An efficient and streamlined process can also help to save costs and avoid pitfalls further down the line. Our management of the remediation process of the former Springfield Brewery site in Wolverhampton, to create a built environment super campus for the University of Wolverhampton, is a good example of remediation best practice.
The 12-acre site was developed as a brewery in 1878 and brewing continued until 1990. After this time, the site became derelict and was then ravaged by a fire in 2004 which destroyed much of its historic structure. There was an attempt to redevelop the site in 2008 for residential purposes until a further fire ravaged the remaining buildings.
Fast forward to 2014 and the site was purchased by the university with plans to create Europe’s largest specialist construction and built environment campus, bringing together businesses and the education sector to maximise impact on the surrounding economy.
Given the site’s history, remediation needed to be carried out for the university’s ambitious plans to be realised.
Appropriate surveys are paramount on brownfield sites to determine the most cost-effective way to remediate a site. Early surveys also help determine an appropriate cost level within a cost plan, together with a suitable level of contingency. It’s very important not to underestimate the amount of time these surveys take and to programme them early enough with sufficient depth of analysis to inform the site remediation approach. There is always a pressure to spend as little as possible until development plans are fixed, however this can leave significant gaps in understanding of the site context and lead to an underestimation both in time and cost of the works necessary to successfully develop the site.
As part of our remediation management role, we selected the surveying companies and managed the survey process. Surveys undertaken included ground investigations, sonar and ecology surveys. The surveys were essential to determine the condition of the site and to appropriately plan the enabling works and contractor selection.
Our surveys commenced in September 2017 with six months’ worth of surveys undertaken prior to selecting the contractor.
In conjunction with the client, and to minimise the construction risks to be passed to the eventual main contractor, we took the decision to de-risk the site through two enabling contracts, one for remediation and one for demolition. This meant the main contractors, when tendering, were left with a lower residual risk profile and were able to submit a competitive tender for the work which included a more realistic and sensible contingency associated with site unknowns.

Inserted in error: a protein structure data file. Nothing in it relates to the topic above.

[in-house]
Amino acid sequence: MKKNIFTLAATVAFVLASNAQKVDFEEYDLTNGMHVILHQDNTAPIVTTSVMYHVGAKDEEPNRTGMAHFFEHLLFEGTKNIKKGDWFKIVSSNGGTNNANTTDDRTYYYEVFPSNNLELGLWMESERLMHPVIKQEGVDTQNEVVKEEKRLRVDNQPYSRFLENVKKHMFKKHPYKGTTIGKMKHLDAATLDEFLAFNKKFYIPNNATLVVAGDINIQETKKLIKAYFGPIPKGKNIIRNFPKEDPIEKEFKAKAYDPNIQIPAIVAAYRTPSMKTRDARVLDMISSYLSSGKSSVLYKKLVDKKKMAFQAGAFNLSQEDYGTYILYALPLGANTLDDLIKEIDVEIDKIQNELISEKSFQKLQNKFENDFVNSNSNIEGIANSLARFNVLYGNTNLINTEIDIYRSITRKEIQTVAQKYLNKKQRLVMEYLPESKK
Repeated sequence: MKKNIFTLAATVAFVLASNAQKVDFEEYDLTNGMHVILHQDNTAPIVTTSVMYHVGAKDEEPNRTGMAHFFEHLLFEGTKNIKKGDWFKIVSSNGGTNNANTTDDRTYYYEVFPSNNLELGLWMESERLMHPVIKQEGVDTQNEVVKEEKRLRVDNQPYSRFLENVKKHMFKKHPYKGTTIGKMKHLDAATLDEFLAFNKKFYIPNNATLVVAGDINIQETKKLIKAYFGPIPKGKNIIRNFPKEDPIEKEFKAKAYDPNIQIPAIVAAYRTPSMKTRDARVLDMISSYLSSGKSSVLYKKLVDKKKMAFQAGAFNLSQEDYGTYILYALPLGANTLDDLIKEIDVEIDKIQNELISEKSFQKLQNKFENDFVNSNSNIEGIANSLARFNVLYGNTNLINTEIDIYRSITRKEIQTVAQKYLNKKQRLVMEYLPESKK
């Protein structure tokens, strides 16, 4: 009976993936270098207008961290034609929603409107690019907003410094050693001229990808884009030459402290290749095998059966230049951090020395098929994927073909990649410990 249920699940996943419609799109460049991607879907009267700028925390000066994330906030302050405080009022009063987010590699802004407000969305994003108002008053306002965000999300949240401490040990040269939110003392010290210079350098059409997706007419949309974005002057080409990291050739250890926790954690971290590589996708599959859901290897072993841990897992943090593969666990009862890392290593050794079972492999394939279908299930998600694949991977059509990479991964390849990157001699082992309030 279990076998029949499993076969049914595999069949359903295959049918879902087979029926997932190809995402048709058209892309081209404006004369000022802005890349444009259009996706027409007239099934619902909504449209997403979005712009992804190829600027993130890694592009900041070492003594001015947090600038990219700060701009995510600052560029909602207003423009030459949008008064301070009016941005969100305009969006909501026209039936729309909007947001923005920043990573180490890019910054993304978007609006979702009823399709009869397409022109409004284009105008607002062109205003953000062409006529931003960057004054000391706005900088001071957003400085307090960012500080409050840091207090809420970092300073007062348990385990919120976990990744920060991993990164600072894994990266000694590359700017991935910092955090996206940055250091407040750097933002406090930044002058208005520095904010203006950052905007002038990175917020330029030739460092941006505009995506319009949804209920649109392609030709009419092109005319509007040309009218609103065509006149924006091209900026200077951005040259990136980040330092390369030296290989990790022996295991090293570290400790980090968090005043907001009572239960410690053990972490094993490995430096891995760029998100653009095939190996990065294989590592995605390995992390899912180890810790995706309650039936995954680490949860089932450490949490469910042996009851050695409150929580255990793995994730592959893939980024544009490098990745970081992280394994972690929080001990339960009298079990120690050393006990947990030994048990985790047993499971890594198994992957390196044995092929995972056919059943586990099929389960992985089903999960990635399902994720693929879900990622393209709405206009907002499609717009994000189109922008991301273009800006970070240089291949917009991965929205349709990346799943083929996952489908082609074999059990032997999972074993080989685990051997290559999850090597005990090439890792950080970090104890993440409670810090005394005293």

Our pragmatic approach to the enabling works ensured we received value for money competitive tender returns from the tendering contractors without passing undue amounts of risk into the building contract.
Since the surveys and enabling works take time, sites can further deteriorate, therefore it’s important that site protection is robust enough to avoid unnecessary expense through having to remove things such as excessive vegetation. It’s imperative to stay on top of site maintenance to save time and cost in the long run.
Brownfield remediation is a sensitive issue with site neighbours, even more so in this instance where our neighbours were students ranging between the ages of 14-19 attending The West Midlands Construction University Technical College. This meant that as well as the active measures taken such as dust suppression, hosing down, mist sprays to site perimeters and air monitoring reassurance testing at regular intervals, it was also essential to maintain regular dialogue with this important neighbour, ensuring they understood the works being undertaken and the associated timescales. Neighbour liaison is imperative to maintain trust and good relationships.
Other things to consider when undertaking brownfield site remediation is not underestimating the cost of securing the site. For example, the costs of security, signage, scaffolding, fencing, glass breakages, boarding up and redecoration/repairs up until contract possession can soon add up so it’s important to factor these costs in early when developing the project cost plan.
The enabling works are due for completion in October 2018, with main contractor selection for the new build works now complete and start on site immediately after completion of the enabling works.
Our careful planning and practical approach to the site remediation has ensured that costs have been adhered to and timescales for start on site will be met. Our approach also means that when the main contractor starts the groundworks, they will have confidence that there is very little residual risk remaining within the development area.
The SOABE scheme will open ready for teaching to commence during the 2019/2020 academic term.